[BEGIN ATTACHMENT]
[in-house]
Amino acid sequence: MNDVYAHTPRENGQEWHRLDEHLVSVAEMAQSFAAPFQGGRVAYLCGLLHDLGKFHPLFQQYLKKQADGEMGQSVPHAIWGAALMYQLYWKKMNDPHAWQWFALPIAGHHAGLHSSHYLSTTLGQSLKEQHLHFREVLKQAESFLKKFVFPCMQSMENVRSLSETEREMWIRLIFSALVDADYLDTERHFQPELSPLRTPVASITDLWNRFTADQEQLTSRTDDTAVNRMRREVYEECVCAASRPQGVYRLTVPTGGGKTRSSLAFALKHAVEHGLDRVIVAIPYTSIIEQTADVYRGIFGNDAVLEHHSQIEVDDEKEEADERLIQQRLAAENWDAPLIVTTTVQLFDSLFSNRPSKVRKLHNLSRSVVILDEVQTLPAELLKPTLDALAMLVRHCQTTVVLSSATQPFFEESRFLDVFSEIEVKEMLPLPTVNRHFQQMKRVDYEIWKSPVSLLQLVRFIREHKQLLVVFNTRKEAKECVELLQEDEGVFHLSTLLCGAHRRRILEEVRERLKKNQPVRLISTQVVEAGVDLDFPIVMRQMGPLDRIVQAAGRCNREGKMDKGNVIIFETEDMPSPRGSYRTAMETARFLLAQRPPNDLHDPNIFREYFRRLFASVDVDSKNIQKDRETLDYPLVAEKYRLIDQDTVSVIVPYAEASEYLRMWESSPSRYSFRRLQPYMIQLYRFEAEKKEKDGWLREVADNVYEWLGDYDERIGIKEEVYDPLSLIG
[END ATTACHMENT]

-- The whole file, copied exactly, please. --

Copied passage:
[in-house]
Amino acid sequence: MNDVYAHTPRENGQEWHRLDEHLVSVAEMAQSFAAPFQGGRVAYLCGLLHDLGKFHPLFQQYLKKQADGEMGQSVPHAIWGAALMYQLYWKKMNDPHAWQWFALPIAGHHAGLHSSHYLSTTLGQSLKEQHLHFREVLKQAESFLKKFVFPCMQSMENVRSLSETEREMWIRLIFSALVDADYLDTERHFQPELSPLRTPVASITDLWNRFTADQEQLTSRTDDTAVNRMRREVYEECVCAASRPQGVYRLTVPTGGGKTRSSLAFALKHAVEHGLDRVIVAIPYTSIIEQTADVYRGIFGNDAVLEHHSQIEVDDEKEEADERLIQQRLAAENWDAPLIVTTTVQLFDSLFSNRPSKVRKLHNLSRSVVILDEVQTLPAELLKPTLDALAMLVRHCQTTVVLSSATQPFFEESRFLDVFSEIEVKEMLPLPTVNRHFQQMKRVDYEIWKSPVSLLQLVRFIREHKQLLVVFNTRKEAKECVELLQEDEGVFHLSTLLCGAHRRRILEEVRERLKKNQPVRLISTQVVEAGVDLDFPIVMRQMGPLDRIVQAAGRCNREGKMDKGNVIIFETEDMPSPRGSYRTAMETARFLLAQRPPNDLHDPNIFREYFRRLFASVDVDSKNIQKDRETLDYPLVAEKYRLIDQDTVSVIVPYAEASEYLRMWESSPSRYSFRRLQPYMIQLYRFEAEKKEKDGWLREVADNVYEWLGDYDERIGIKEEVYDPLSLIG